One of our favorite activities when hiking is identifying Glacier Park Wildflowers. In years past, our wildflower books were always on the list of items to pack when heading out on our day long treks. Now we’ve become a little higher tech and I have Glacier National Park Wildflowers reference book by Shawn Wesley Coggins and Glacier Park Wildflowers reference book by Bret Bouda downloaded on my iPad and I carry that with us on our treks. Flower season in Glacier National Park begins in May but the best time to see wildflowers in Glacier Park is August. You can find wildflowers an nearly every trail at all elevations in August. In this post, I’ll cover some of the wildflowers you may encounter while visiting Glacier National Park.
Another iconic Glacier National Park Wildflowers is the Indian Paintbrush. There are 22 different species of Indian Paintbrush. The ones you are most likely to see in Glacier Park are the Split-Leaved Indian Paintbrush (pink or magenta), Harsh Paintbrush (bright red or scarlet), and Scarlet Paintbrush (bright red, scarlet, or crimson to red-orange). Indian Paintbrush will stand 8-36 inches tall with the leaf-like bloom at the top of the stem – the Split-Leaved Indian Paintbrush is the shortest in this group with the Scarlet and Harsh Paintbrush about the same height. The stem has long, lance shaped leaves from it base to the bloom. Indian Paintbrush can be found in valley meadows, alpine meadows, and open wooded areas. They will bloom earlier at lower elevations and can be seen along the Going-To-The-Sun Road in July and August. Another good place to see them is along the Highline Trail.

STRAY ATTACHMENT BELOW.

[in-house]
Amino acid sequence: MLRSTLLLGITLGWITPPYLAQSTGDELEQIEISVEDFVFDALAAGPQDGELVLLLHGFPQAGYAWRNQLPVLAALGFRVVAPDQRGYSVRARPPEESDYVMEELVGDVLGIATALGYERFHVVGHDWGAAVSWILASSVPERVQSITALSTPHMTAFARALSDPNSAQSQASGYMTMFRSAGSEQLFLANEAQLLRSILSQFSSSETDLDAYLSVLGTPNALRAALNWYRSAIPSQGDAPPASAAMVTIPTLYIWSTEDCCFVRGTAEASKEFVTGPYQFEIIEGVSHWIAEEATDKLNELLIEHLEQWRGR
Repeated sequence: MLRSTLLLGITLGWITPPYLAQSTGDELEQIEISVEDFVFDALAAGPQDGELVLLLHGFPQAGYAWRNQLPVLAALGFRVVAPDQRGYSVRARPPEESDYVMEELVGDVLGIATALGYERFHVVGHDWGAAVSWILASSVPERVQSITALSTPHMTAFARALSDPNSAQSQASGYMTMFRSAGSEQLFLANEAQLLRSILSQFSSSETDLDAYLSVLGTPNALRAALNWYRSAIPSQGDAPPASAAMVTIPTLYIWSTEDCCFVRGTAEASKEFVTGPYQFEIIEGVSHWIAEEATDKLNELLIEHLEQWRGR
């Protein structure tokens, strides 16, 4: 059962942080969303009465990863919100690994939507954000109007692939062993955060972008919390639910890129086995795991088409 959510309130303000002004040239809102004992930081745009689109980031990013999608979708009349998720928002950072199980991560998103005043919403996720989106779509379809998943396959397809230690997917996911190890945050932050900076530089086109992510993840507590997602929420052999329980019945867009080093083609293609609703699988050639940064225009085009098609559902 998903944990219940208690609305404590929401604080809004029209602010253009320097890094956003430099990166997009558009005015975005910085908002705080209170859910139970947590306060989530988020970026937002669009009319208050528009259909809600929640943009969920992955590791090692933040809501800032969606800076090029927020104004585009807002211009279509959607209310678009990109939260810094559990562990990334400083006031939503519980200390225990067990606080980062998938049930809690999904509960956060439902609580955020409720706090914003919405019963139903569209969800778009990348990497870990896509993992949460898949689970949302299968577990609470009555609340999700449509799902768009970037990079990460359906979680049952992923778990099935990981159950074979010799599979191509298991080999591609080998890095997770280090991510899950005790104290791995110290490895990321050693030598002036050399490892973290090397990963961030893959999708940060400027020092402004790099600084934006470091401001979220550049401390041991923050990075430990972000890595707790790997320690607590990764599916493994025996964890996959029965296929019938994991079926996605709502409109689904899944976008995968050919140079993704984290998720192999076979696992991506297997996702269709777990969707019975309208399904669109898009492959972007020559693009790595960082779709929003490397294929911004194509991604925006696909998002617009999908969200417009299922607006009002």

Leafy Aster & Showy Fleabane Daisy
Pointed Mariposa Lily
Queen’s Cup Beadlily
Smoky Bear Ranch